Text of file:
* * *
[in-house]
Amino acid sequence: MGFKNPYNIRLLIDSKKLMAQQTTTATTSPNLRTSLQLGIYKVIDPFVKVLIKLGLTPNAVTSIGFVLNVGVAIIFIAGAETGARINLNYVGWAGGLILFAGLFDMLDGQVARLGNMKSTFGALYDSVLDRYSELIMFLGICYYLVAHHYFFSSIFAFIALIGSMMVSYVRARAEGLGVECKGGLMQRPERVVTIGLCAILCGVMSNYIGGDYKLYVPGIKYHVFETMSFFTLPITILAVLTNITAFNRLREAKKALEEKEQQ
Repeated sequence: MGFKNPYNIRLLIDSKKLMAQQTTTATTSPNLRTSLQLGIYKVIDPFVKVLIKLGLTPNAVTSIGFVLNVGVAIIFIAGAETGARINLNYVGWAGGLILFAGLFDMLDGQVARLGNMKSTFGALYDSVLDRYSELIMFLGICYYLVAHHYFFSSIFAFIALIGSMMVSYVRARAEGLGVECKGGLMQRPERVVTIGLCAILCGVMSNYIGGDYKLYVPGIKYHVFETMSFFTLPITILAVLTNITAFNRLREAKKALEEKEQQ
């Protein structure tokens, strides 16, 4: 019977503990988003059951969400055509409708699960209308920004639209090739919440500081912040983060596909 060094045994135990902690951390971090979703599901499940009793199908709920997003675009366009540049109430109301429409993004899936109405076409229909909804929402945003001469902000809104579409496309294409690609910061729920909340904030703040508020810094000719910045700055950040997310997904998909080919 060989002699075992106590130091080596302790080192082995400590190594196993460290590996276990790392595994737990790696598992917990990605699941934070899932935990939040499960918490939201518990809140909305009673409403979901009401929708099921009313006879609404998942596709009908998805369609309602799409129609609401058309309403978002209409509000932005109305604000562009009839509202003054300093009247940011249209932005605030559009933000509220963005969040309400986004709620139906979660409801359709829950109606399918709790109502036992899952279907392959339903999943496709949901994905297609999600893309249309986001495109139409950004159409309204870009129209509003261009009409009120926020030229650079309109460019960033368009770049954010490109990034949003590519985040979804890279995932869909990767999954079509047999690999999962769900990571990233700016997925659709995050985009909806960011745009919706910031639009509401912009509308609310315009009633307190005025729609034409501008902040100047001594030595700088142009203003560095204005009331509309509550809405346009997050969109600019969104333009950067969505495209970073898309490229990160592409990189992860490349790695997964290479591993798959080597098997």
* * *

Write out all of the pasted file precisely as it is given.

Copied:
[in-house]
Amino acid sequence: MGFKNPYNIRLLIDSKKLMAQQTTTATTSPNLRTSLQLGIYKVIDPFVKVLIKLGLTPNAVTSIGFVLNVGVAIIFIAGAETGARINLNYVGWAGGLILFAGLFDMLDGQVARLGNMKSTFGALYDSVLDRYSELIMFLGICYYLVAHHYFFSSIFAFIALIGSMMVSYVRARAEGLGVECKGGLMQRPERVVTIGLCAILCGVMSNYIGGDYKLYVPGIKYHVFETMSFFTLPITILAVLTNITAFNRLREAKKALEEKEQQ
Repeated sequence: MGFKNPYNIRLLIDSKKLMAQQTTTATTSPNLRTSLQLGIYKVIDPFVKVLIKLGLTPNAVTSIGFVLNVGVAIIFIAGAETGARINLNYVGWAGGLILFAGLFDMLDGQVARLGNMKSTFGALYDSVLDRYSELIMFLGICYYLVAHHYFFSSIFAFIALIGSMMVSYVRARAEGLGVECKGGLMQRPERVVTIGLCAILCGVMSNYIGGDYKLYVPGIKYHVFETMSFFTLPITILAVLTNITAFNRLREAKKALEEKEQQ
């Protein structure tokens, strides 16, 4: 019977503990988003059951969400055509409708699960209308920004639209090739919440500081912040983060596909 060094045994135990902690951390971090979703599901499940009793199908709920997003675009366009540049109430109301429409993004899936109405076409229909909804929402945003001469902000809104579409496309294409690609910061729920909340904030703040508020810094000719910045700055950040997310997904998909080919 060989002699075992106590130091080596302790080192082995400590190594196993460290590996276990790392595994737990790696598992917990990605699941934070899932935990939040499960918490939201518990809140909305009673409403979901009401929708099921009313006879609404998942596709009908998805369609309602799409129609609401058309309403978002209409509000932005109305604000562009009839509202003054300093009247940011249209932005605030559009933000509220963005969040309400986004709620139906979660409801359709829950109606399918709790109502036992899952279907392959339903999943496709949901994905297609999600893309249309986001495109139409950004159409309204870009129209509003261009009409009120926020030229650079309109460019960033368009770049954010490109990034949003590519985040979804890279995932869909990767999954079509047999690999999962769900990571990233700016997925659709995050985009909806960011745009919706910031639009509401912009509308609310315009009633307190005025729609034409501008902040100047001594030595700088142009203003560095204005009331509309509550809405346009997050969109600019969104333009950067969505495209970073898309490229990160592409990189992860490349790695997964290479591993798959080597098997």